# Sequences

A *sequence* is a logical series of elements all of one type. Sequences are particularly useful when you have a large, ordered collection of data but do not necessarily expect to use all of the elements. Individual sequence elements are computed only as required, so a sequence can provide better performance than a list in situations in which not all the elements are used. Sequences are represented by the `seq<'T>`

type, which is an alias for IEnumerable<T>. Therefore, any .NET type that implements IEnumerable<T> interface can be used as a sequence. The Seq module provides support for manipulations involving sequences.

## Sequence Expressions

A *sequence expression* is an expression that evaluates to a sequence. Sequence expressions can take a number of forms. The simplest form specifies a range. For example, `seq { 1 .. 5 }`

creates a sequence that contains five elements, including the endpoints 1 and 5. You can also specify an increment (or decrement) between two double periods. For example, the following code creates the sequence of multiples of 10.

```
// Sequence that has an increment.
seq { 0 .. 10 .. 100 }
```

Sequence expressions are made up of F# expressions that produce values of the sequence. You can also generate values programmatically:

```
seq { for i in 1 .. 10 -> i * i }
```

The previous sample uses the `->`

operator, which allows you to specify an expression whose value will become a part of the sequence. You can only use `->`

if every part of the code that follows it returns a value.

Alternatively, you can specify the `do`

keyword, with an optional `yield`

that follows:

```
seq { for i in 1 .. 10 do yield i * i }
// The 'yield' is implicit and doesn't need to be specified in most cases.
seq { for i in 1 .. 10 do i * i }
```

The following code generates a list of coordinate pairs along with an index into an array that represents the grid. Note that the first `for`

expression requires a `do`

to be specified.

```
let (height, width) = (10, 10)
seq {
for row in 0 .. width - 1 do
for col in 0 .. height - 1 ->
(row, col, row*width + col)
}
```

An `if`

expression used in a sequence is a filter. For example, to generate a sequence of only prime numbers, assuming that you have a function `isprime`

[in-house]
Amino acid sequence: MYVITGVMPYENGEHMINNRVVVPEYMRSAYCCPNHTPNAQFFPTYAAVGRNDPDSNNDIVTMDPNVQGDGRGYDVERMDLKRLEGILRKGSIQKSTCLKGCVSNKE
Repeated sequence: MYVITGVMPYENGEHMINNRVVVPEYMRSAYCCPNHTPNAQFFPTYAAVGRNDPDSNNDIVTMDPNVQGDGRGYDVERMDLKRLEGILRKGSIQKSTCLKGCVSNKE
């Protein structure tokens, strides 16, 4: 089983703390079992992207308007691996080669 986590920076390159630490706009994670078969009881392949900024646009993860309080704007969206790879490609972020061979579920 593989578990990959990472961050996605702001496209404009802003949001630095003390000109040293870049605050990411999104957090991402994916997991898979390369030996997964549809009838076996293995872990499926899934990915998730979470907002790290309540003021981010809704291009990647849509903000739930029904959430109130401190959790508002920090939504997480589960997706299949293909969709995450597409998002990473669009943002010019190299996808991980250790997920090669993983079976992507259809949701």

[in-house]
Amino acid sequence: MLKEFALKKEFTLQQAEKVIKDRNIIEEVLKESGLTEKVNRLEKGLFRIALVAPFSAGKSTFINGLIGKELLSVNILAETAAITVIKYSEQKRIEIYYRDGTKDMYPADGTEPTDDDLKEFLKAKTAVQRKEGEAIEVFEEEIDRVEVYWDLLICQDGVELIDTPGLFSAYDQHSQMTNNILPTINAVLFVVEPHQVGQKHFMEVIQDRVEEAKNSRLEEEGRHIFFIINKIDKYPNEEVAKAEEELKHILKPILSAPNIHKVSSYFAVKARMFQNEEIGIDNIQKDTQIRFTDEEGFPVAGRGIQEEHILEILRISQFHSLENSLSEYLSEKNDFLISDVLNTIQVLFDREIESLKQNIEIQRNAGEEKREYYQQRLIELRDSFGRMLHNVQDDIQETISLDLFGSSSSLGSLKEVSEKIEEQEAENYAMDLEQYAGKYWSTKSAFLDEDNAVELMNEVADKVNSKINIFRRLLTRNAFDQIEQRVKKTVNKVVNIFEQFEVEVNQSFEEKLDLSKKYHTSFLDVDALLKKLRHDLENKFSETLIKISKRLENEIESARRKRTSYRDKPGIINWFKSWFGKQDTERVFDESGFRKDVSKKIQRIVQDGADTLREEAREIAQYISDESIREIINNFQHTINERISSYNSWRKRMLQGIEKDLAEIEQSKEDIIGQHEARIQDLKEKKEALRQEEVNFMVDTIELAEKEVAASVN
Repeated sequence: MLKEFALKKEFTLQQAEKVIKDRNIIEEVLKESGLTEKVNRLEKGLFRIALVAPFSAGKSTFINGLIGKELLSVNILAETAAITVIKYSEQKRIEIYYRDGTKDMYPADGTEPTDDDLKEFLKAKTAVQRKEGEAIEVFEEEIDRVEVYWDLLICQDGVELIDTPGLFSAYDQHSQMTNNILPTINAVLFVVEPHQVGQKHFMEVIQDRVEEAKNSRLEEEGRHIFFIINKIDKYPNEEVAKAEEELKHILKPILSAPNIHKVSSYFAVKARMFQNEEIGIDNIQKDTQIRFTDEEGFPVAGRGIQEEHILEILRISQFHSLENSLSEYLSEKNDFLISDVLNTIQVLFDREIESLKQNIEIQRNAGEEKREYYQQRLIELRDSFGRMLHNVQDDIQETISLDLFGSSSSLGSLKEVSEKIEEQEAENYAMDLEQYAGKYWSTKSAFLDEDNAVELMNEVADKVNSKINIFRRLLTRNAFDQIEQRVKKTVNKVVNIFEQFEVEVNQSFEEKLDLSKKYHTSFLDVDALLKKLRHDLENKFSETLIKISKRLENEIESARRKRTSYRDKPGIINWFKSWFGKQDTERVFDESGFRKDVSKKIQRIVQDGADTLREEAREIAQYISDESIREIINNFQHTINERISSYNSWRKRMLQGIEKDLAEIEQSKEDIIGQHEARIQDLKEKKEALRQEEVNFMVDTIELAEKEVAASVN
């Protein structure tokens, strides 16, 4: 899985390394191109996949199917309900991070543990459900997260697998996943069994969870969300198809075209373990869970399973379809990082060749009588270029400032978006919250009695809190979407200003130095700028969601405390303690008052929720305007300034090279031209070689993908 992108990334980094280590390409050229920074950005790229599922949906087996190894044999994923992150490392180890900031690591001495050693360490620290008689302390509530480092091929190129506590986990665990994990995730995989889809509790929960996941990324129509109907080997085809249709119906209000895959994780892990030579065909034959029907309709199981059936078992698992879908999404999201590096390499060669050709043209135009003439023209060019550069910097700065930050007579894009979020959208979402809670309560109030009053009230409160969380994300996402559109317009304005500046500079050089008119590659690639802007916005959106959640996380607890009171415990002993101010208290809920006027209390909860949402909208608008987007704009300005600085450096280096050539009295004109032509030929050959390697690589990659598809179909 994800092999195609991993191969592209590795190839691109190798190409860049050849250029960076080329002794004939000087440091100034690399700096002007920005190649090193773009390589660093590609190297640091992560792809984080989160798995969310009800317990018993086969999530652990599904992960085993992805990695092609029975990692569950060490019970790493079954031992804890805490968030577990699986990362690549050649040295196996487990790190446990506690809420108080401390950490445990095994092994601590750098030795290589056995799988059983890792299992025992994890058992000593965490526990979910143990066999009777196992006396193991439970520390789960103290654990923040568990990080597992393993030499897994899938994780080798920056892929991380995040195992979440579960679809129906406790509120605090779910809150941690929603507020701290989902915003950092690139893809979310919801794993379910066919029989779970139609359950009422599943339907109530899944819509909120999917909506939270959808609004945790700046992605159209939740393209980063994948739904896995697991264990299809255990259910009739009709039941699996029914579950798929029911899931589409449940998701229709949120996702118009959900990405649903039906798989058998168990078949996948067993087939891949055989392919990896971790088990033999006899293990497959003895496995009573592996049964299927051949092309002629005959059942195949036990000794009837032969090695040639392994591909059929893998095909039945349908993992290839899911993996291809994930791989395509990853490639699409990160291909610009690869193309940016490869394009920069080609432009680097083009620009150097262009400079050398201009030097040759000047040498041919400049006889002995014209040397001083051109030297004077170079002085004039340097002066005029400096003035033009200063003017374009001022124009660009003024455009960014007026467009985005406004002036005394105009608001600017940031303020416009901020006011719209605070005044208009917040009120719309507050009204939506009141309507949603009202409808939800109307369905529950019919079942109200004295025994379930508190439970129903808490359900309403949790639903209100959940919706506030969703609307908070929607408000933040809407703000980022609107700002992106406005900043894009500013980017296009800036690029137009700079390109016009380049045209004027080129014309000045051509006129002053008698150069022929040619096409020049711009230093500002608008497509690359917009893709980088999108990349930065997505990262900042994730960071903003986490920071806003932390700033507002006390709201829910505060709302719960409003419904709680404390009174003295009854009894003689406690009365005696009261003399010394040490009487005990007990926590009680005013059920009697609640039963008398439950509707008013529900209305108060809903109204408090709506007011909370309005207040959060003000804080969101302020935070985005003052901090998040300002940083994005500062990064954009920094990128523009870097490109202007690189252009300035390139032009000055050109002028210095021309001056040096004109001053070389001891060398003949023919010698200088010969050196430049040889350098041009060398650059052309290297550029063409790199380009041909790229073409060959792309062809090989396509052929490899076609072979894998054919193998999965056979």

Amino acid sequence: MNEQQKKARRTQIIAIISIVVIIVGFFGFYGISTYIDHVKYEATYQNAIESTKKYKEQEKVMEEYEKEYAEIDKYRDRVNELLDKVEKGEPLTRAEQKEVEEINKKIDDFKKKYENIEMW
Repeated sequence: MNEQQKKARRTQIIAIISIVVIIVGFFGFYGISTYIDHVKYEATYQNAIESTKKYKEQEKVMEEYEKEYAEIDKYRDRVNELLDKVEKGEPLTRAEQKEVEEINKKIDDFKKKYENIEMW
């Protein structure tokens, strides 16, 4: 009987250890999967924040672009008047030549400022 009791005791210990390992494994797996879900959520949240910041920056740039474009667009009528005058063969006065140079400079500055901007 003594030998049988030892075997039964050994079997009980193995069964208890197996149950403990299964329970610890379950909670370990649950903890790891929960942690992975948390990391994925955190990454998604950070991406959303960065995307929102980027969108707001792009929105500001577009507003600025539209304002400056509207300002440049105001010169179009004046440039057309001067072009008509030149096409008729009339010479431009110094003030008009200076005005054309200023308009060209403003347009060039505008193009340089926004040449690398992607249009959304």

of type `int -> bool`

, construct the sequence as follows.

```
seq { for n in 1 .. 100 do if isprime n then n }
```

As mentioned previously, `do`

is required here because there is no `else`

branch that goes with the `if`

. If you try to use `->`

, you'll get an error saying that not all branches return a value.

## The `yield!`

keyword

Sometimes, you may wish to include a sequence of elements into another sequence. To include a sequence within another sequence, you'll need to use the `yield!`

keyword:

```
// Repeats '1 2 3 4 5' ten times
seq {
for _ in 1..10 do
yield! seq { 1; 2; 3; 4; 5}
}
```

Another way of thinking of `yield!`

is that it flattens an inner sequence and then includes that in the containing sequence.

When `yield!`

is used in an expression, all other single values must use the `yield`

keyword:

```
// Combine repeated values with their values
seq {
for x in 1..10 do
yield x
yield! seq { for i in 1..x -> i}
}
```

The previous example will produce the value of `x`

in addition to all values from `1`

to `x`

for each `x`

.

## Examples

The first example uses a sequence expression that contains an iteration, a filter, and a yield to generate an array. This code prints a sequence of prime numbers between 1 and 100 to the console.

```
// Recursive isprime function.
let isprime n =
let rec check i =
i > n/2 || (n % i <> 0 && check (i + 1))
check 2
let aSequence =
seq {
for n in 1..100 do
if isprime n then
n
}
for x in aSequence do
printfn "%d" x
```

The following example creates a multiplication table that consists of tuples of three elements, each consisting of two factors and the product:

```
let multiplicationTable =
seq {
for i in 1..9 do
for j in 1..9 ->
(i, j, i*j)
}
```

The following example demonstrates the use of `yield!`

to combine individual sequences into a single final sequence. In this case, the sequences for each subtree in a binary tree are concatenated in a recursive function to produce the final sequence.

```
// Yield the values of a binary tree in a sequence.
type Tree<'a> =
| Tree of 'a * Tree<'a> * Tree<'a>
| Leaf of 'a
// inorder : Tree<'a> -> seq<'a>
let rec inorder tree =
seq {
match tree with
| Tree(x, left, right) ->
yield! inorder left
yield x
yield! inorder right
| Leaf x -> yield x
}
let mytree = Tree(6, Tree(2, Leaf(1), Leaf(3)), Leaf(9))
let seq1 = inorder mytree
printfn "%A" seq1
```

## Using Sequences

Sequences support many of the same functions as lists. Sequences also support operations such as grouping and counting by using key-generating functions. Sequences also support more diverse functions for extracting subsequences.

Many data types, such as lists, arrays, sets, and maps are implicitly sequences because they are enumerable collections. A function that takes a sequence as an argument works with any of the common F# data types, in addition to any .NET data type that implements `System.Collections.Generic.IEnumerable<'T>`

. Contrast this to a function that takes a list as an argument, which can only take lists. The type `seq<'T>`

is a type abbreviation for `IEnumerable<'T>`

. This means that any type that implements the generic `System.Collections.Generic.IEnumerable<'T>`

, which includes arrays, lists, sets, and maps in F#, and also most .NET collection types, is compatible with the `seq`

type and can be used wherever a sequence is expected.

## Module Functions

The Seq module in the FSharp.Collections namespace contains functions for working with sequences. These functions work with lists, arrays, maps, and sets as well, because all of those types are enumerable, and therefore can be treated as sequences.